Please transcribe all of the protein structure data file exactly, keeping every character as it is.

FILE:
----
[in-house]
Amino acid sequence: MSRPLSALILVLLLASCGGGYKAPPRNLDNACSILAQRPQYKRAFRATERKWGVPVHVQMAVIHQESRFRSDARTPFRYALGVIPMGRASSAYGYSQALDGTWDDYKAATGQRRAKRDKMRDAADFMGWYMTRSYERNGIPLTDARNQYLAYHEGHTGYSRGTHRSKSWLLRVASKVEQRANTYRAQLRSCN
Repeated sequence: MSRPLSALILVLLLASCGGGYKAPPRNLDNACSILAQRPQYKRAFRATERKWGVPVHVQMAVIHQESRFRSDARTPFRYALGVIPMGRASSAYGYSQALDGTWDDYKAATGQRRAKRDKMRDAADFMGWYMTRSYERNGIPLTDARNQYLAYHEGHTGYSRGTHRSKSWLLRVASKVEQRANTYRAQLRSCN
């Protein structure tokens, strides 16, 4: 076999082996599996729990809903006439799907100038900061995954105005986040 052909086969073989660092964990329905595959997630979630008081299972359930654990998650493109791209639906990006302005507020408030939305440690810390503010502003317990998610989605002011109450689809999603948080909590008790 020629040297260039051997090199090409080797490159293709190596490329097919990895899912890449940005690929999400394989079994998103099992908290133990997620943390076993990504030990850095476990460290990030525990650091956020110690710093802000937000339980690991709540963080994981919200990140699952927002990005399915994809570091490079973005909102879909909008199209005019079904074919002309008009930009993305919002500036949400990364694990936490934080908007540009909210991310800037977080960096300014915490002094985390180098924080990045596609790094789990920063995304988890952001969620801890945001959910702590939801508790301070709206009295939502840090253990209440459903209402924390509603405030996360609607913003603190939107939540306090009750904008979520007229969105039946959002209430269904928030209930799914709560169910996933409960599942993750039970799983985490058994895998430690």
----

[in-house]
Amino acid sequence: MSRPLSALILVLLLASCGGGYKAPPRNLDNACSILAQRPQYKRAFRATERKWGVPVHVQMAVIHQESRFRSDARTPFRYALGVIPMGRASSAYGYSQALDGTWDDYKAATGQRRAKRDKMRDAADFMGWYMTRSYERNGIPLTDARNQYLAYHEGHTGYSRGTHRSKSWLLRVASKVEQRANTYRAQLRSCN
Repeated sequence: MSRPLSALILVLLLASCGGGYKAPPRNLDNACSILAQRPQYKRAFRATERKWGVPVHVQMAVIHQESRFRSDARTPFRYALGVIPMGRASSAYGYSQALDGTWDDYKAATGQRRAKRDKMRDAADFMGWYMTRSYERNGIPLTDARNQYLAYHEGHTGYSRGTHRSKSWLLRVASKVEQRANTYRAQLRSCN
């Protein structure tokens, strides 16, 4: 076999082996599996729990809903006439799907100038900061995954105005986040 052909086969073989660092964990329905595959997630979630008081299972359930654990998650493109791209639906990006302005507020408030939305440690810390503010502003317990998610989605002011109450689809999603948080909590008790 020629040297260039051997090199090409080797490159293709190596490329097919990895899912890449940005690929999400394989079994998103099992908290133990997620943390076993990504030990850095476990460290990030525990650091956020110690710093802000937000339980690991709540963080994981919200990140699952927002990005399915994809570091490079973005909102879909909008199209005019079904074919002309008009930009993305919002500036949400990364694990936490934080908007540009909210991310800037977080960096300014915490002094985390180098924080990045596609790094789990920063995304988890952001969620801890945001959910702590939801508790301070709206009295939502840090253990209440459903209402924390509603405030996360609607913003603190939107939540306090009750904008979520007229969105039946959002209430269904928030209930799914709560169910996933409960599942993750039970799983985490058994895998430690």